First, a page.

Comments on: Five Myths about the Real World http://finance.youngmoney.com/careers/career-advice/266-253/ Money: Earn it, Invest it, Spend it Fri, 19 May 2017 17:24:17 +0000 hourly 1 https://wordpress.org/?v=4.7.5 By: professionalism http://finance.youngmoney.com/careers/career-advice/266-253/comment-page-1/#comment-313 Fri, 05 Sep 2008 15:56:39 +0000 http://75.145.89.9/?page_id=253#comment-313 As a recent college undergraduate I can tell you all this?.

In a perfect world, all of the smiling, resume giving, and note taking you did at your college career fair would have paid off immediately after you were handed your 60k+ piece of sheep skin, but it does not. Most companies and government agencies now list a bachelors as their ?minimum? requirements. Furthermore, many recruiters at career fairs (especial those on the federal side) are not really there to look for applicants, unless they have specialized skills (i.e. majored in engineering), they are just there to pass time.

Unless you are privileged to have a ?daddy? with connections on the inside, you are going to be in line with everyone else, and possibly even working at 7-11 to get by till your apps come through.

*Bachelors Degrees are a dime a dozen, and what employers really look for is experience,contacts,and work history. Today, anyone with enough money can go to any major university and BUY a degree. Hetch, they can be purchased online as well?

*Your GPA and area of study do not matter. I had well over a 3.0, but so did just about the 1500 students in my school of study who graduated with me. Unless you are applying for graduate school or majored in a specialized field, employers do not care your GPA or what educational skills you gained from your study. They are only impressed if you were at the top of your class, have some graduate level work, or have years of work experience. If you try to make ?grades? the focal point if your ?skills? on your resume or during an interview, the interviewer may take it as insult or view you as a ?know it all? with no real experience.

*Currently employers are looking for those with either a lot of work experience (+3 full time) or graduate levels of education.

*Your internships, work study, or previous part time work experience do not matter unless you made strong connections and got good referrals from those jobs.

*Government agencies are notorious for taking forever to respond to applications, and (from my own personal experience)they may call you in for interviews or test only to tell you you are inexperienced (already knowing that you were not what they were looking for.) Agencies/departments that recruit at colleges and career fairs do this the most.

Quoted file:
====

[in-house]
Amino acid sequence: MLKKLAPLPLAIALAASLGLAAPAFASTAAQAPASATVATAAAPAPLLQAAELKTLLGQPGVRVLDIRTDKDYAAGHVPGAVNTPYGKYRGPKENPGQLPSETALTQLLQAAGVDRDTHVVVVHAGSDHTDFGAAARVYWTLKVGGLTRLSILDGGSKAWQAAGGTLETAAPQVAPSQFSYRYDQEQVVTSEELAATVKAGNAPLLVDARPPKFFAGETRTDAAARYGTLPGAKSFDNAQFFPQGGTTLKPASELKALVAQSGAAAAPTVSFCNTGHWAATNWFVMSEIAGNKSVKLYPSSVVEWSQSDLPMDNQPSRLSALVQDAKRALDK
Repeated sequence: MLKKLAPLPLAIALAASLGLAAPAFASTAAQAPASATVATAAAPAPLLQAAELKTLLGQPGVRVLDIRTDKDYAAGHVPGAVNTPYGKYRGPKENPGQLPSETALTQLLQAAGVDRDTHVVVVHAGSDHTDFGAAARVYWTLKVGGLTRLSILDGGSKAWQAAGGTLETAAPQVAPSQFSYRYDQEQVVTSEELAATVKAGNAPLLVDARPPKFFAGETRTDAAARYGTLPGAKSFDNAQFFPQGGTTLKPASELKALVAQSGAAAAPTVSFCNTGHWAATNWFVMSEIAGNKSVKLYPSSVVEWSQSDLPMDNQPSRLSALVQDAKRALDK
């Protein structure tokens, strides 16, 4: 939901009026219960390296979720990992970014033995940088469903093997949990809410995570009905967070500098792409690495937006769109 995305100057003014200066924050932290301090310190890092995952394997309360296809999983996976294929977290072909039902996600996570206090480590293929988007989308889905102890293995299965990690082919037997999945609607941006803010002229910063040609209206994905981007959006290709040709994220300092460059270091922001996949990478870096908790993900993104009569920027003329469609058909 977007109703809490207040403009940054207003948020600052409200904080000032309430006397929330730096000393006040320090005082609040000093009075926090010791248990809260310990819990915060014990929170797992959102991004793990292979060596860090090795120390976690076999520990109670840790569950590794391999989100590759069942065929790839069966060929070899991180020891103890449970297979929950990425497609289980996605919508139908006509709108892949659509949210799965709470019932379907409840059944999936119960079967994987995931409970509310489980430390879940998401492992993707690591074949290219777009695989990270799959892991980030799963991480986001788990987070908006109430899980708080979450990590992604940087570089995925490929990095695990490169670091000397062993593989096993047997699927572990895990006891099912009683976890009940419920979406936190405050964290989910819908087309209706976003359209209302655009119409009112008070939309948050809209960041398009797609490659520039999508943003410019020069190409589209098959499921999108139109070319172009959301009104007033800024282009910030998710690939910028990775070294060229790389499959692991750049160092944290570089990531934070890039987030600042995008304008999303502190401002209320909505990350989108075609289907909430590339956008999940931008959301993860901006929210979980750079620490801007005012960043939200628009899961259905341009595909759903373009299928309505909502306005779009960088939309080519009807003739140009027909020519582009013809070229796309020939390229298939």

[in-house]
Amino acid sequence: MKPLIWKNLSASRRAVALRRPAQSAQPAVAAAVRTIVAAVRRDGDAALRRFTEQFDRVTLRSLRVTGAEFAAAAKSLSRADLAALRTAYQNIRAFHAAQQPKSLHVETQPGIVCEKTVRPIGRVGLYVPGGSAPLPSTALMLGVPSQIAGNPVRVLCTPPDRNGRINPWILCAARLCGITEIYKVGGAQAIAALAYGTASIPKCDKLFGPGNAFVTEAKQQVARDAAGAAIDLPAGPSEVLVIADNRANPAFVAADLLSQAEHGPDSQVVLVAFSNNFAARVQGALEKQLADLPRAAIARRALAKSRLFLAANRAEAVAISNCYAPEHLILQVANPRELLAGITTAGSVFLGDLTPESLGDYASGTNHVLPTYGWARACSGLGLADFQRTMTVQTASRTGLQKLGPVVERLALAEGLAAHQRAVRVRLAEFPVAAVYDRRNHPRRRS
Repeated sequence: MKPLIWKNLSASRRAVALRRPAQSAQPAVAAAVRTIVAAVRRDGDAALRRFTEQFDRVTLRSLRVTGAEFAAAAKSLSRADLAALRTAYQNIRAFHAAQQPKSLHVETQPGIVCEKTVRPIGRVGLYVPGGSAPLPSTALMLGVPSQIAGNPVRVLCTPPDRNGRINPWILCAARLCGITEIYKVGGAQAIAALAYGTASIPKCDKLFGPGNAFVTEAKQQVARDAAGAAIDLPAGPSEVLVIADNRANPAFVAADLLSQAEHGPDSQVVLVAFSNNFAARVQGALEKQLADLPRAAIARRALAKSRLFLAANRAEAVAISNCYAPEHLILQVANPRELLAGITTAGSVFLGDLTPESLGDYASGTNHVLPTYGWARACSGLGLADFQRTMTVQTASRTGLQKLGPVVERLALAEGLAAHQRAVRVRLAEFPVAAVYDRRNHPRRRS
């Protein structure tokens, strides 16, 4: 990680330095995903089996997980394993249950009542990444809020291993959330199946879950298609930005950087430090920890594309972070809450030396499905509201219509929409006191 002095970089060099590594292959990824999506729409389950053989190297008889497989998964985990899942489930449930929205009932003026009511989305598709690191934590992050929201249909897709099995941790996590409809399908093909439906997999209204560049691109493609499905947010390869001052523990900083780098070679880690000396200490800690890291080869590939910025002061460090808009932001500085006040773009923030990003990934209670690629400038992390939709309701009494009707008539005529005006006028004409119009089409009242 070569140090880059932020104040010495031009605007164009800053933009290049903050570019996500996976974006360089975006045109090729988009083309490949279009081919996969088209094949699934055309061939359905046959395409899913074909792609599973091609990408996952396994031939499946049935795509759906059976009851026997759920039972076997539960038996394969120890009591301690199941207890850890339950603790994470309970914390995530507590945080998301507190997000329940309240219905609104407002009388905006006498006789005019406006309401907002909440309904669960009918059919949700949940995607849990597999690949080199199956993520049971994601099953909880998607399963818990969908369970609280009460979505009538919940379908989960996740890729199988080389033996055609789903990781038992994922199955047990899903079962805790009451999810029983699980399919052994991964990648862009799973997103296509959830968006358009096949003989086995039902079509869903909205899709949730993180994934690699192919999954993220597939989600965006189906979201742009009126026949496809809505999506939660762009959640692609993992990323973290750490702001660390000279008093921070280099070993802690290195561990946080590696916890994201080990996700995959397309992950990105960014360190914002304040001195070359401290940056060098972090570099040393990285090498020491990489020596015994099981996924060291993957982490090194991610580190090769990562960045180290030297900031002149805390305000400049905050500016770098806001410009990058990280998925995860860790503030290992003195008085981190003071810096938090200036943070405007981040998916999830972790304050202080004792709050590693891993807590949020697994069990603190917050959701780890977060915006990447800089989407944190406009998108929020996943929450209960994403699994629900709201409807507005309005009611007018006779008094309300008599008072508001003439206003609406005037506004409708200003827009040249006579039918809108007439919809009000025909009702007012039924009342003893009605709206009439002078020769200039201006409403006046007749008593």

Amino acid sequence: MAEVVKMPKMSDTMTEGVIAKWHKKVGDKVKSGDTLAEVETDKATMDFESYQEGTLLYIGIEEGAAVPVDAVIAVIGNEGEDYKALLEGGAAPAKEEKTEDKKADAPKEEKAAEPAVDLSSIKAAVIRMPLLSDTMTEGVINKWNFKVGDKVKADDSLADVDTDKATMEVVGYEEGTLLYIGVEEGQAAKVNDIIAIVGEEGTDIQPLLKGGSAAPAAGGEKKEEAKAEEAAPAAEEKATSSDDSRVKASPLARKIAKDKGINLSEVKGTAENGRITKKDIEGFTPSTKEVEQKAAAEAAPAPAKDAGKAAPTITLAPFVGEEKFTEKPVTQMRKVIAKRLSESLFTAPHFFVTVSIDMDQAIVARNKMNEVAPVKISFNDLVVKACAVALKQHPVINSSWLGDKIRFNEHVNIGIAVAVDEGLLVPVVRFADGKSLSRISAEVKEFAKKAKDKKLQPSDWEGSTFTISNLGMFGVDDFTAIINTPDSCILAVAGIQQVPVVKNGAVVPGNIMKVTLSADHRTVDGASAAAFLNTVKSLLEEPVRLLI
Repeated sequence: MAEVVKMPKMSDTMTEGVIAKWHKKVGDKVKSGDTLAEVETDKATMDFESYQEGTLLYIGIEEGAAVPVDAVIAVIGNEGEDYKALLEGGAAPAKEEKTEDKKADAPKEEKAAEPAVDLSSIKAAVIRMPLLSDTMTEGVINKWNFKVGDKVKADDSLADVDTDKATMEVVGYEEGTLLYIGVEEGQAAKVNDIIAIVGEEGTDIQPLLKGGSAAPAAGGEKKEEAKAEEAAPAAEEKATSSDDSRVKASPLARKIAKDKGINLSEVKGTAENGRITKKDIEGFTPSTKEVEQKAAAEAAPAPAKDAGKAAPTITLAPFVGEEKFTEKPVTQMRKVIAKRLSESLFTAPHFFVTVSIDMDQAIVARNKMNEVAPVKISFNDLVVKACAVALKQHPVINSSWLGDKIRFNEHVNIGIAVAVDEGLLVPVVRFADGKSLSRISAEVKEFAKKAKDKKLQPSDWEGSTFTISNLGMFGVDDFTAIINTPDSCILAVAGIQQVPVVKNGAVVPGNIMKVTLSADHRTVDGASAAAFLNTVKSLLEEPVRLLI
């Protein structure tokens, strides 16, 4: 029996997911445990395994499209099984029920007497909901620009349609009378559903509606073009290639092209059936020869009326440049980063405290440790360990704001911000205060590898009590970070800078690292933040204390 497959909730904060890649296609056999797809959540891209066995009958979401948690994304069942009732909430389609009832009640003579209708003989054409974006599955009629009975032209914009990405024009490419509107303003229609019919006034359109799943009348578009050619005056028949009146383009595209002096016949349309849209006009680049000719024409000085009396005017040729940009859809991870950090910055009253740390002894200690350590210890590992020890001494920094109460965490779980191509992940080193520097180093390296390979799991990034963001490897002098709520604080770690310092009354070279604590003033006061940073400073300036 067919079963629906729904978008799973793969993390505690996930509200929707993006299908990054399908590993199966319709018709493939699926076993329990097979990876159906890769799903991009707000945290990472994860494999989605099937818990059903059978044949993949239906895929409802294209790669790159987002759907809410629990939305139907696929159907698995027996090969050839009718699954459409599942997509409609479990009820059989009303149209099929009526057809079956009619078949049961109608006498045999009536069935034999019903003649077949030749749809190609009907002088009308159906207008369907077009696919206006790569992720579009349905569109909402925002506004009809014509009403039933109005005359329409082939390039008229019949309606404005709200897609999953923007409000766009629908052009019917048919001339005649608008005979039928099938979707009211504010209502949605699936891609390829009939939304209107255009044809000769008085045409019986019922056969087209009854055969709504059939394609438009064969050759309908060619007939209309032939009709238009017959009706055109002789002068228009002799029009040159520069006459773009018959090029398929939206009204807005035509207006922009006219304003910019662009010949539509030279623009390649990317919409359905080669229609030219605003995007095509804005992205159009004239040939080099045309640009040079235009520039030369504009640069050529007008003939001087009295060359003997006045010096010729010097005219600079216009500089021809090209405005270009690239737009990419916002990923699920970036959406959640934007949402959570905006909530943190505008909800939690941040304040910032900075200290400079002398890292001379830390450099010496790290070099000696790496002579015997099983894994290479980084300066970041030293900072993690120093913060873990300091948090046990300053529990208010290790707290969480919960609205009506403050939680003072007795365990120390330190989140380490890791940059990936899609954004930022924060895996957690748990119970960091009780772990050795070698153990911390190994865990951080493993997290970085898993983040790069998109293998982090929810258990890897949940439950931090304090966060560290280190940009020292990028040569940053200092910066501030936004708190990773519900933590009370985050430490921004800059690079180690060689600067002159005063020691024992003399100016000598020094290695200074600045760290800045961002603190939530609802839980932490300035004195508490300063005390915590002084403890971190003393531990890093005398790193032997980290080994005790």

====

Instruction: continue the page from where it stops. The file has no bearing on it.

*Yes, it is true, many employers have unrealistic expectations of recent undergrads, especially those in high end companies and government agencies. They want applicants as young a new born lamb, but experienced as father time. In light of this there are three areas that WILL get you noticed when you apply for any job. They are LANGUAGES spoken, COMPUTER SKILLS acquired, and GRADUATE LEVEL COURSE WORK (a hint to all of those who are still undergrads or on their way to college.)

* Unless you are applying for jobs in specialized fields, i.e. engineering, medicine/health, law, IT, accounting, etc. your graduate level work (if you decide to pursue it)really will not matter to employers. Most are simply impressed that you completed some sort of program somewhere?.undergraduate degree?forget about it.

*In a perfect world EEOC, Fair Labor Standards, and non discriminatory mission statements would ensure that everyone?s interview lead to a job or at least got a fair shake. The truth is many apps are disqualified and many applicants are turned down for petty reasons. ?Lack of experience? is often a code for, ?Your young, and therefore stupid for wasting my time, come back when you fit my expectations not the company?s??, ?I just do not like the way you look?? ?Our diversity quota is full?? or finally, ?You will NOT help us meet our diversity quota??

Face the facts, nepotism, contacts, and quotas are the way of the work world. A lot of HR managers have an axe to grind (and take their frustrations out on new applicants) and a lot more just generally dislike young applicants. It does not matter if your black, white, yellow, brown, the deck is stacked against you and even more so if you are young, have no contacts within the place you are applying for, and or lack a graduate, specialized, or IVY League level of education.

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